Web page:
Last Friday night at Shotgun Players, as I stood on the front steps drinking champagne and waiting for the house to open, a middle-aged woman walked by, glanced at the building, and asked me if this was a theater. I told her that it was.
"I pass by here all the time but I've never gone in."
She had obviously just come back from a trip to the corner store. She was carrying a big jug of Arizona Iced Tea.
"How much do tickets cost?" she asked.
"I'm a subscriber," I said. "I honestly can't remember what I paid." As I said that, I realized it's a cop-out; I realized I'm embarrassed about theater ticket prices and have a whole lot of complicated feelings about money and class.
Nonetheless, she continued to look intrigued. Tentatively, she went up the front steps. I heard her ask another woman "What do tickets cost?"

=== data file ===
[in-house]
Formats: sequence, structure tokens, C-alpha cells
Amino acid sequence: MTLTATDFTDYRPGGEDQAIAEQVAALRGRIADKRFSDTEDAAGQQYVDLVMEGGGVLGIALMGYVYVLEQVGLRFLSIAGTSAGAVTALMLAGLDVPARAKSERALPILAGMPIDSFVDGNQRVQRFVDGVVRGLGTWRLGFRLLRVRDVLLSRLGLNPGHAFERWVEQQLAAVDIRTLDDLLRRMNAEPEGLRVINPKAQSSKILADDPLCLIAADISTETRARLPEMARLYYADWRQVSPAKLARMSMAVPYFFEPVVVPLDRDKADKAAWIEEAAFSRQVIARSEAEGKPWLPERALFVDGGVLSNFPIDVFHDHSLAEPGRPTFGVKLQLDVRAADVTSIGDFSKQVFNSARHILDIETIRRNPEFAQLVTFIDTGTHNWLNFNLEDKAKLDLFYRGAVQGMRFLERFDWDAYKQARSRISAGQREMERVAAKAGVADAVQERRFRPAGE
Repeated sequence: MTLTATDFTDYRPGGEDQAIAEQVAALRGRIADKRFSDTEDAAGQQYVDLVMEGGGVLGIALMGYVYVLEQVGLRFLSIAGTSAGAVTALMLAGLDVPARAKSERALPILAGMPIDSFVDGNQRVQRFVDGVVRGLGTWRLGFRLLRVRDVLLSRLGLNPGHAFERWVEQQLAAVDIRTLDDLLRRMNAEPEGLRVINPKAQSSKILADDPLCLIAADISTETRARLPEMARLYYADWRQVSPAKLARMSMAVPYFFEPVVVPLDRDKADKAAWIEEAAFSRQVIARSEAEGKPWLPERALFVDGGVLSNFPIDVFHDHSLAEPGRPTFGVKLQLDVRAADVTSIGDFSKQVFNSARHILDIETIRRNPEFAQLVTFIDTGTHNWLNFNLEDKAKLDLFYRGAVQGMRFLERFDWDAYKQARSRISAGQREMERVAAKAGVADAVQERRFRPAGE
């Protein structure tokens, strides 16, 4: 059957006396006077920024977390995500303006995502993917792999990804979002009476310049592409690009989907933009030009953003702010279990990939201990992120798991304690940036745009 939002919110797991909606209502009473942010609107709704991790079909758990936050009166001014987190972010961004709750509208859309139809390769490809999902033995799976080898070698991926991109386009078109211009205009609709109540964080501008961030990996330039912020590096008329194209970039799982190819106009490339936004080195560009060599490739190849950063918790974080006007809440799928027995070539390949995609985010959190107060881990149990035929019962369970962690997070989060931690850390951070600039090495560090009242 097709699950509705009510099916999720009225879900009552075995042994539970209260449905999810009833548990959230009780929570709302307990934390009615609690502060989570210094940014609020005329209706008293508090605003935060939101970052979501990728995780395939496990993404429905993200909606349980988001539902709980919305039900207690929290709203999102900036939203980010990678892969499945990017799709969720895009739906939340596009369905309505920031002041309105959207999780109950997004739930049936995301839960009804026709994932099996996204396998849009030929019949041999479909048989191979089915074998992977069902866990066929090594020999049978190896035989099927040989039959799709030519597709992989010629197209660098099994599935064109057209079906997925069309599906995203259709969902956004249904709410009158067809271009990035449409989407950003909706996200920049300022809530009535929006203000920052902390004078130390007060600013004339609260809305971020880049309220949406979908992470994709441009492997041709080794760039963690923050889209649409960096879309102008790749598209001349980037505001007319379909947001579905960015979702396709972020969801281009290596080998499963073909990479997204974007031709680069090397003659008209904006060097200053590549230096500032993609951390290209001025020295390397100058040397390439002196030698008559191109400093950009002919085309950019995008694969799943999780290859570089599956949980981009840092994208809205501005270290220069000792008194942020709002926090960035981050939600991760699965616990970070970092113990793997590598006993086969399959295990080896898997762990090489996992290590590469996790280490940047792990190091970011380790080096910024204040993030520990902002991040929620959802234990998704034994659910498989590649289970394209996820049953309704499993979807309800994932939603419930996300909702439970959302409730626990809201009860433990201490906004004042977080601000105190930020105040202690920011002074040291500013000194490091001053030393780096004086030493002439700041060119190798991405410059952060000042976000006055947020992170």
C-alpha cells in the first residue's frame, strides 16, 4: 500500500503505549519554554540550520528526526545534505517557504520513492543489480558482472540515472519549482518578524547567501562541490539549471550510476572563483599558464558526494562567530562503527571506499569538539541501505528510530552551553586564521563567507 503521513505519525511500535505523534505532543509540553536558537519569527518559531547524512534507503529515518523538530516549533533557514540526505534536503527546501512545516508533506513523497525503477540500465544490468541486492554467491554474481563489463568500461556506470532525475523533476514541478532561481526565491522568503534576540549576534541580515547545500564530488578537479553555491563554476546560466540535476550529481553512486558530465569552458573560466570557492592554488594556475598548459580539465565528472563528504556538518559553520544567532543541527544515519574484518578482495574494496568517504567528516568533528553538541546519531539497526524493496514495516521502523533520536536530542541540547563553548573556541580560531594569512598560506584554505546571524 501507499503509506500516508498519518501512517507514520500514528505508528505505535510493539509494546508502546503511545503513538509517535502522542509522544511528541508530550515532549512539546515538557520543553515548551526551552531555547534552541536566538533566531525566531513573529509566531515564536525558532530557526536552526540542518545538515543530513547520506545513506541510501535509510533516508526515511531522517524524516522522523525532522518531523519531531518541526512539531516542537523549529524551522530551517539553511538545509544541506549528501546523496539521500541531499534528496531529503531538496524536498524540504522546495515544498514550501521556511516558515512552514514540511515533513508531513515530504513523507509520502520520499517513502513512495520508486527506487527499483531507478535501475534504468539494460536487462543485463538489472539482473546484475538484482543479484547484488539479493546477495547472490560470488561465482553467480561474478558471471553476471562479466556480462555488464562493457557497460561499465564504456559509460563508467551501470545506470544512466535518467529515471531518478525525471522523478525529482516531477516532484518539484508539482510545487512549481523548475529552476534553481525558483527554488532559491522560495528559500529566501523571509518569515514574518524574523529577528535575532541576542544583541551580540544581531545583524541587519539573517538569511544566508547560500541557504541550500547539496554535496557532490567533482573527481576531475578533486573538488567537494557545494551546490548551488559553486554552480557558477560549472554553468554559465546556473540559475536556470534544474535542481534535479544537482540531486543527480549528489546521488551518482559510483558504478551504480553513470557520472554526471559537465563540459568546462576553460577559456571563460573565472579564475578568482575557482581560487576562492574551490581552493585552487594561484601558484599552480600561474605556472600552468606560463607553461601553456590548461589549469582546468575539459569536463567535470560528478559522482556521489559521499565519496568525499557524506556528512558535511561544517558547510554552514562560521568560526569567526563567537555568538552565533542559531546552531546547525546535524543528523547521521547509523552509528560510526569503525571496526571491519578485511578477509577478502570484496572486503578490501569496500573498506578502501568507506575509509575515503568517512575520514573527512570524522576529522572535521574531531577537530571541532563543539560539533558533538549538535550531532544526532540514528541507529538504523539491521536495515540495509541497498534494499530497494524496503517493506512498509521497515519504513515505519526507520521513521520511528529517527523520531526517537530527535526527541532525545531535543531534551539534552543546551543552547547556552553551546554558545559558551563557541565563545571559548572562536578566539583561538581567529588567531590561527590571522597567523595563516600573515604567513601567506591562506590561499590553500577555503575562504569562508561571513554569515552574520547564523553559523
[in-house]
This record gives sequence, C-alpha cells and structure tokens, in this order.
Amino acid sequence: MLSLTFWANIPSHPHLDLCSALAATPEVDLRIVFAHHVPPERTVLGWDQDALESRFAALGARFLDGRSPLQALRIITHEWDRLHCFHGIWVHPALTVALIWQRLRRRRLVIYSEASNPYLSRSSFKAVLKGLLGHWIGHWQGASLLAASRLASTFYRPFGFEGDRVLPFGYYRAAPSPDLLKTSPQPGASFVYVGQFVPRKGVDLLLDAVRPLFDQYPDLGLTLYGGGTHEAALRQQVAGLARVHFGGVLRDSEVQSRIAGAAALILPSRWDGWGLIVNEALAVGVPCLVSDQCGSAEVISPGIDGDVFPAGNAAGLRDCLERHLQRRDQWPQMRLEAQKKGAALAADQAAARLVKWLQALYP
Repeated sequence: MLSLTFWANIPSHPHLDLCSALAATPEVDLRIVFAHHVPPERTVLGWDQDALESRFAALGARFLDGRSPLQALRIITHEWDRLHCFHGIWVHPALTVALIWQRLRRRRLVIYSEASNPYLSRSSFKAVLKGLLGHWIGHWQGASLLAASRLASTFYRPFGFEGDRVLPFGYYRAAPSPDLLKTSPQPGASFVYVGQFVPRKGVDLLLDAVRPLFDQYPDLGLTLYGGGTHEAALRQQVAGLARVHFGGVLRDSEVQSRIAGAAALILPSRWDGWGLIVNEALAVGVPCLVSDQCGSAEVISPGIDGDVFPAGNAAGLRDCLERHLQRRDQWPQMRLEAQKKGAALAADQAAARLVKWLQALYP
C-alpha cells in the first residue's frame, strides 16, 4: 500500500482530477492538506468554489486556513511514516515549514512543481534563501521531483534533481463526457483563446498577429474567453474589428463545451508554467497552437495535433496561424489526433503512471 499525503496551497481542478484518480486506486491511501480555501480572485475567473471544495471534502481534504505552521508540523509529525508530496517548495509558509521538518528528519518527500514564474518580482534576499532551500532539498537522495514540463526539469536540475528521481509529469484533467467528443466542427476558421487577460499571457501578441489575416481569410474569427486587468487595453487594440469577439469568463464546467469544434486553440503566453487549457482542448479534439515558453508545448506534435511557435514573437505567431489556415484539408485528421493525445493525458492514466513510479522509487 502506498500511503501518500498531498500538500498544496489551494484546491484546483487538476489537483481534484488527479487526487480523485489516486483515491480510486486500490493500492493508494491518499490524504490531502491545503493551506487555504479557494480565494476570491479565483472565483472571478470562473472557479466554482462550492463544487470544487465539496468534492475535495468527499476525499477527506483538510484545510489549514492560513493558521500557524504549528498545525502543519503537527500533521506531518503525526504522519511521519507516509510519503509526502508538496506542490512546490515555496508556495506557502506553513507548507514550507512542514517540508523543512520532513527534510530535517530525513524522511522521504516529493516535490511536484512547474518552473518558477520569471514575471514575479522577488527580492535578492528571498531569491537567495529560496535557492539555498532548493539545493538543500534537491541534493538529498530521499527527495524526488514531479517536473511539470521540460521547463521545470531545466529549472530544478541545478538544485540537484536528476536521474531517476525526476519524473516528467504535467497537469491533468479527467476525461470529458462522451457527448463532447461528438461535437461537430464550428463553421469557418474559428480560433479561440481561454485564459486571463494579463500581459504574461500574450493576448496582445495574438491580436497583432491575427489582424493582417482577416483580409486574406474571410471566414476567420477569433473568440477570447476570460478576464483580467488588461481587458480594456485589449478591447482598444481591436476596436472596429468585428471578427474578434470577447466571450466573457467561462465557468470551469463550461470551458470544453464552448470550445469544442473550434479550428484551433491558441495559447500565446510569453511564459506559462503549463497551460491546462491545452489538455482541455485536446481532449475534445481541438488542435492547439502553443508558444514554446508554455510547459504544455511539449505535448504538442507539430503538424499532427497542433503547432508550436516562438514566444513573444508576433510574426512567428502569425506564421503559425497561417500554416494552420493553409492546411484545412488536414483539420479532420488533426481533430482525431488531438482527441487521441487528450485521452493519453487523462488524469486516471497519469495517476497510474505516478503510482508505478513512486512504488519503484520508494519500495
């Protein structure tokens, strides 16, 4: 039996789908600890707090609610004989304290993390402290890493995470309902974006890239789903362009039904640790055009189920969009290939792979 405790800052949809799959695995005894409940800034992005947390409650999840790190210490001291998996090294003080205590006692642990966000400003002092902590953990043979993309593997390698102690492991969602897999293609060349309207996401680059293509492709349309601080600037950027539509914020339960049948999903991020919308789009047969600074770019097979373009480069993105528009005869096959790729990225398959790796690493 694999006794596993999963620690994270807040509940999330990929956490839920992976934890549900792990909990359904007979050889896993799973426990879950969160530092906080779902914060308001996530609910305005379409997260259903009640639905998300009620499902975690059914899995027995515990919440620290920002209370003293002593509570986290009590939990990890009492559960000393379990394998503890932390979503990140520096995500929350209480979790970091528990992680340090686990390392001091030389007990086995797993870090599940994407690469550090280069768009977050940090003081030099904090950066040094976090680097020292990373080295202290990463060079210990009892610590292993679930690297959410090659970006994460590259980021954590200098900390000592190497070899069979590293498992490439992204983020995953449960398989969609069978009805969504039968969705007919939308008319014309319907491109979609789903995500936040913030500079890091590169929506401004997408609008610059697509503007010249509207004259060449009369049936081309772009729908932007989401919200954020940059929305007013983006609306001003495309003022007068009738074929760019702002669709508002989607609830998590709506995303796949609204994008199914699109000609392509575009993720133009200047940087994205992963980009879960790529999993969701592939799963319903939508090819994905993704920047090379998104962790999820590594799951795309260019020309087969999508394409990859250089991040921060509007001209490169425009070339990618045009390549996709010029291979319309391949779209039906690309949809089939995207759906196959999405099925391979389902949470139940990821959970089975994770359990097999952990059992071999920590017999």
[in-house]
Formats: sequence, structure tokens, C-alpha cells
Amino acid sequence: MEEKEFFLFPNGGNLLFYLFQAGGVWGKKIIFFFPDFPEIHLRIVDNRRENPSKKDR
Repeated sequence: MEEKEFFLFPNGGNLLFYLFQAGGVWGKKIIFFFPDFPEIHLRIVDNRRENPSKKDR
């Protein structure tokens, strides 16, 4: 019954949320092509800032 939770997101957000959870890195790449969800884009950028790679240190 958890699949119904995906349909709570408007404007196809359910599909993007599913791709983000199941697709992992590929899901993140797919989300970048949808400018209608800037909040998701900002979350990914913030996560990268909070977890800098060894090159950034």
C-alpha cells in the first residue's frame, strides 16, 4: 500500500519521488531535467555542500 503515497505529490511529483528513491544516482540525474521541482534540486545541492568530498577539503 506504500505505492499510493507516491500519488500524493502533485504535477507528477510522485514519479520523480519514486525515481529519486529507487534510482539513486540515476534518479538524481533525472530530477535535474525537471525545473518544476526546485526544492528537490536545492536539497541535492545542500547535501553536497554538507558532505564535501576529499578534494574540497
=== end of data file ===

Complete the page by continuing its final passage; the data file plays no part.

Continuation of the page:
"I think they start at thirty-seven fifty, and they're all sold out for the run," said the other woman, who looked exactly like you'd picture a late-middle-aged Berkeley theater-going matron to be. "But I have an extra one that I've been trying to give away. My friend isn't coming."
And just like that, the woman with the jug of iced tea got to see an experimental production of Hamlet, for free, on a whim. The whole exchange made me even giddier than the champagne did and restored my faith in humanity. I hope she enjoyed the show. I hope this was a magical Friday night for her and the first of many theater adventures to come. I thought about her a few times as I watched the play, especially during the following exchange:
"This is wondrous strange!" says Horatio, upon seeing the ghost.
Hamlet replies: "And therefore, as a stranger, give it welcome."